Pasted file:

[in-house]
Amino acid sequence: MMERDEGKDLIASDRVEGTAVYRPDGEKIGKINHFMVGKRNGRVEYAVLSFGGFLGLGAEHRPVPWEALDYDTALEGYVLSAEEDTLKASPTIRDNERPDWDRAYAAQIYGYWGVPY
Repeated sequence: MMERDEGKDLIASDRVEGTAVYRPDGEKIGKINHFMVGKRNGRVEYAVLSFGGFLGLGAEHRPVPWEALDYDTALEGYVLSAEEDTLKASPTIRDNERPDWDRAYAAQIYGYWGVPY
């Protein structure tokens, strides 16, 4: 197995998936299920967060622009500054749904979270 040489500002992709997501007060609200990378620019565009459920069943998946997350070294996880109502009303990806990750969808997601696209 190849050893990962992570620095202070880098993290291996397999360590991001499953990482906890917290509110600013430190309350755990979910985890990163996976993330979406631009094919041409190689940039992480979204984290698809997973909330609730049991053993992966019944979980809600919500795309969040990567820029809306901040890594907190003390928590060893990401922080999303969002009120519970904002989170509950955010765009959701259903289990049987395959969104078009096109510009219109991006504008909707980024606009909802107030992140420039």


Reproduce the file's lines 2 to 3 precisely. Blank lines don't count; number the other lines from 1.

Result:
Amino acid sequence: MMERDEGKDLIASDRVEGTAVYRPDGEKIGKINHFMVGKRNGRVEYAVLSFGGFLGLGAEHRPVPWEALDYDTALEGYVLSAEEDTLKASPTIRDNERPDWDRAYAAQIYGYWGVPY
Repeated sequence: MMERDEGKDLIASDRVEGTAVYRPDGEKIGKINHFMVGKRNGRVEYAVLSFGGFLGLGAEHRPVPWEALDYDTALEGYVLSAEEDTLKASPTIRDNERPDWDRAYAAQIYGYWGVPY